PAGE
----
The novel features which are characteristics of this invention are set forth with particularity in the appended claims. The invention itself, however, as to its organization, together with further objects and advantages, may be understood by reference to the following description of a compressor stall warning indicator used in a turbojet engine taken in conjunction with the accompanying drawings and description.

FIG. 1 illustrates a compressor stall warning indicator which is constructed in accordance with this invention.

FIG. 2 is a graph which is useful because it illustrates the operation region of a compresor stall warning indicator constructed in accordance with this invention.

Referring to FIG. 1, a compressor stall warning indicator is shown which comprises indicating means 1, time delay means 2, power supply 3, first controllable switching means 4, and second controllable switching means 5 in series. Optional memory means 6 can also be used in conjunction with indicating means 1. First switching means 4 is controlled by amplifier 10; and amplifier 10 is responsive to signals which are produced by exhaust gas temperature sensing means '11 and which are coupled to exhaust gas temperature readout means 12. Similarly, second switching means 5 is controlled by amplifier l3; and amplifier 1 3 is responsive to signals which are produced by r.p.m. sensing means 14 and which are coupled to r.p.m. readout means 15. Both sensing means 11 and 14 and both readout means 12 and 15 are normally installed in an aircraft as standard instrumentation, and both readout means 12 and 15 are normally readily accessible in the aricraft instrument panel.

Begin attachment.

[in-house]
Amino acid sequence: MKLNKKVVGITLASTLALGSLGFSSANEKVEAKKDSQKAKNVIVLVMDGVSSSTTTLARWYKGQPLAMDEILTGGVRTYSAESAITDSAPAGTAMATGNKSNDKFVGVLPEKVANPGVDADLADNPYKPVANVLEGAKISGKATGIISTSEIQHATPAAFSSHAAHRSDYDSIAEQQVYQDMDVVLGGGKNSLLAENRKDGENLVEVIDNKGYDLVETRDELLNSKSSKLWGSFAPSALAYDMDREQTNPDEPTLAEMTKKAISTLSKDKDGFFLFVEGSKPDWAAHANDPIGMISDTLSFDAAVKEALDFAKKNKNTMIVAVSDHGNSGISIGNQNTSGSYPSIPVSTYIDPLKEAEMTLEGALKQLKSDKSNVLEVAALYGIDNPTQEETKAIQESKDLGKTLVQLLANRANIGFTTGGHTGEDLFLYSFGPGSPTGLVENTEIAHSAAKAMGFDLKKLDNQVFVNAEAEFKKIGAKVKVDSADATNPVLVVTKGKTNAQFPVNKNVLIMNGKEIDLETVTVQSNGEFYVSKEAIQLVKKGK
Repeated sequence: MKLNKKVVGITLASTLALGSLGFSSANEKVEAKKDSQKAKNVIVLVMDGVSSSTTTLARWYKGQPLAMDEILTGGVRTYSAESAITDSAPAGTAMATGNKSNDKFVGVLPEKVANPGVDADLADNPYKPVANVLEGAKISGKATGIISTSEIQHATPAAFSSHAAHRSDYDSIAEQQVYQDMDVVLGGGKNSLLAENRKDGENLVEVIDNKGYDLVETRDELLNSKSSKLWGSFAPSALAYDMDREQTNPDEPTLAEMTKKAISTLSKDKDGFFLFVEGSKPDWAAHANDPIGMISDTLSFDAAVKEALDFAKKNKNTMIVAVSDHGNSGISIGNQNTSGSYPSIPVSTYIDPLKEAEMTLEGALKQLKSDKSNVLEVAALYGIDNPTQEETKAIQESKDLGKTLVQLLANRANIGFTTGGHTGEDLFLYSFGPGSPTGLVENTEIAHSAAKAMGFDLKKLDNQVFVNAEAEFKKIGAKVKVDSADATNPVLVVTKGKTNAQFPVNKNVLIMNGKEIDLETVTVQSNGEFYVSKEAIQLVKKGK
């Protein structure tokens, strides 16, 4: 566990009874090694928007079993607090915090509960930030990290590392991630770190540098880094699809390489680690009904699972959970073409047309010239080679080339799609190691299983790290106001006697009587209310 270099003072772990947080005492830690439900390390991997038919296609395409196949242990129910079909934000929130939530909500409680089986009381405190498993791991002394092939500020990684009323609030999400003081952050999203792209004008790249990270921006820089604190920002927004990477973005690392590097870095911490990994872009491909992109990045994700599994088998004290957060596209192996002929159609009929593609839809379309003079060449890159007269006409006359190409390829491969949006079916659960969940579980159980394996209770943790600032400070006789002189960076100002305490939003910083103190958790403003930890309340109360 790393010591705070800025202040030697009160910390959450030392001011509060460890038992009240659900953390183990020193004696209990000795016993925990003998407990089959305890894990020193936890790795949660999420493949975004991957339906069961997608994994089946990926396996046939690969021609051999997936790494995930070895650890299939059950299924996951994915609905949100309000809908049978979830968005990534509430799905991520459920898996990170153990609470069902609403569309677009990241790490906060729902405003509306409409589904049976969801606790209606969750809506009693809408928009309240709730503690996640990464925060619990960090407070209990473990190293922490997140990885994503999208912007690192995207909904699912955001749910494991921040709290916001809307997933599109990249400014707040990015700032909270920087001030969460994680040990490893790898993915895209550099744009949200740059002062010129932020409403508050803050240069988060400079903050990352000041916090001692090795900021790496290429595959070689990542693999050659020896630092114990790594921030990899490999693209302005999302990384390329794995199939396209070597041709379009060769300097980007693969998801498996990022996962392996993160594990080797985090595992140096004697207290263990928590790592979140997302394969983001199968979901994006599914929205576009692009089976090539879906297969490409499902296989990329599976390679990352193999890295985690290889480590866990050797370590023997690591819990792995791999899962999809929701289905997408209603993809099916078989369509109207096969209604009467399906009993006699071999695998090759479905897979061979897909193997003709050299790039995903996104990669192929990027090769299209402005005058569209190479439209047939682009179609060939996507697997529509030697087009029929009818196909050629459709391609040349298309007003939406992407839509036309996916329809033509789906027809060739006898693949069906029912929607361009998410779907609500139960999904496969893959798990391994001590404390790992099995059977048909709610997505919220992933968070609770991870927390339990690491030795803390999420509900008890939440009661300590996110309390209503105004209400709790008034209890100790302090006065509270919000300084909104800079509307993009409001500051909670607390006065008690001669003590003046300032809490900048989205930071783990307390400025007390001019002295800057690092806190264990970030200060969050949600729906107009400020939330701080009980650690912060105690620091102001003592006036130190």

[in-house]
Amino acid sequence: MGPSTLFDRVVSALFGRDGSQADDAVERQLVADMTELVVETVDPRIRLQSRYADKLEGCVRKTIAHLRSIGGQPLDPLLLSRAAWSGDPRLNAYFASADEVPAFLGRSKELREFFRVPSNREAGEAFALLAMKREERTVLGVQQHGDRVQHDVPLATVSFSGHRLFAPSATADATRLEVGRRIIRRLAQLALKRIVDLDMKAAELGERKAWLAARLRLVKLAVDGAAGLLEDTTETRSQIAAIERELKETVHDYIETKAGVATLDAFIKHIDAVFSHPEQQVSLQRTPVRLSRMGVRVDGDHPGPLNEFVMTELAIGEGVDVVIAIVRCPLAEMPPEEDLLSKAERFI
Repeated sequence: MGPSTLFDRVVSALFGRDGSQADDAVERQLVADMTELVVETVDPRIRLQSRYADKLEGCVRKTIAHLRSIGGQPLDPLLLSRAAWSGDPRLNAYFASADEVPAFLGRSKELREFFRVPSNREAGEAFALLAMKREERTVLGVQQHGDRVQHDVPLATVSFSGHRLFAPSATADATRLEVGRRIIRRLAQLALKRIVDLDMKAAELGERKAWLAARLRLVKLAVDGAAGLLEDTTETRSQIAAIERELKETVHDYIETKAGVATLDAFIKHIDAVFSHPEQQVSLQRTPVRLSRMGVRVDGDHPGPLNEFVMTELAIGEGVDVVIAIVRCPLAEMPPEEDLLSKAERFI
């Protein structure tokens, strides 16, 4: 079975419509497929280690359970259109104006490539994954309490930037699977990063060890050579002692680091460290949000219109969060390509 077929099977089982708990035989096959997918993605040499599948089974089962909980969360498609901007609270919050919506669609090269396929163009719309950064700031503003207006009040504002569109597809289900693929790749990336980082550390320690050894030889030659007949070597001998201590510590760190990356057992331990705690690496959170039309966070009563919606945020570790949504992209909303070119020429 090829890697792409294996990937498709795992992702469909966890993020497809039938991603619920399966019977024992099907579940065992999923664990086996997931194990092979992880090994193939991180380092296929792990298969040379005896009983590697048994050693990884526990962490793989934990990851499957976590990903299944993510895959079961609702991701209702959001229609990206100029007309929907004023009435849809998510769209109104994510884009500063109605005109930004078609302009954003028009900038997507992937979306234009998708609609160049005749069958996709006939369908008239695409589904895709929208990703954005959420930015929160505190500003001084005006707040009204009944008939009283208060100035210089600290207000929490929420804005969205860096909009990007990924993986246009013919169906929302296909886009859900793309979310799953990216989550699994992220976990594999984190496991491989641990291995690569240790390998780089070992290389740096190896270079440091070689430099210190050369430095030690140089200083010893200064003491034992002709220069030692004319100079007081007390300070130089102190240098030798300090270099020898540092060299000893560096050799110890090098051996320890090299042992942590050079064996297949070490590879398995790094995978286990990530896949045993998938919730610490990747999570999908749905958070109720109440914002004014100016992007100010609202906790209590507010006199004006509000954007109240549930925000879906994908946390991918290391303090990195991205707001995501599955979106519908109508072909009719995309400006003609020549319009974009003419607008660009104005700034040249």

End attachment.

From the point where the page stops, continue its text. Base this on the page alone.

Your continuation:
More specifically, indicating means 1 can comprise a signal light, buzzer or other means which furnishes a clear indication of energization. Conductors 16 and 17 connect indicating means 1 to second switching means 5 and time delay means 2 respectively.

Time delay means 2 is constituted by any device which does not close a circuit until it has been energized for a predetermined period of time, such as time delay relays, multivi-brator circuits or other means well-known in the art. In addition to being connected in series with indicating means 1 by conductor 17, time delay means 2 is joined in series with a suitable power supply 3 by conductor 20.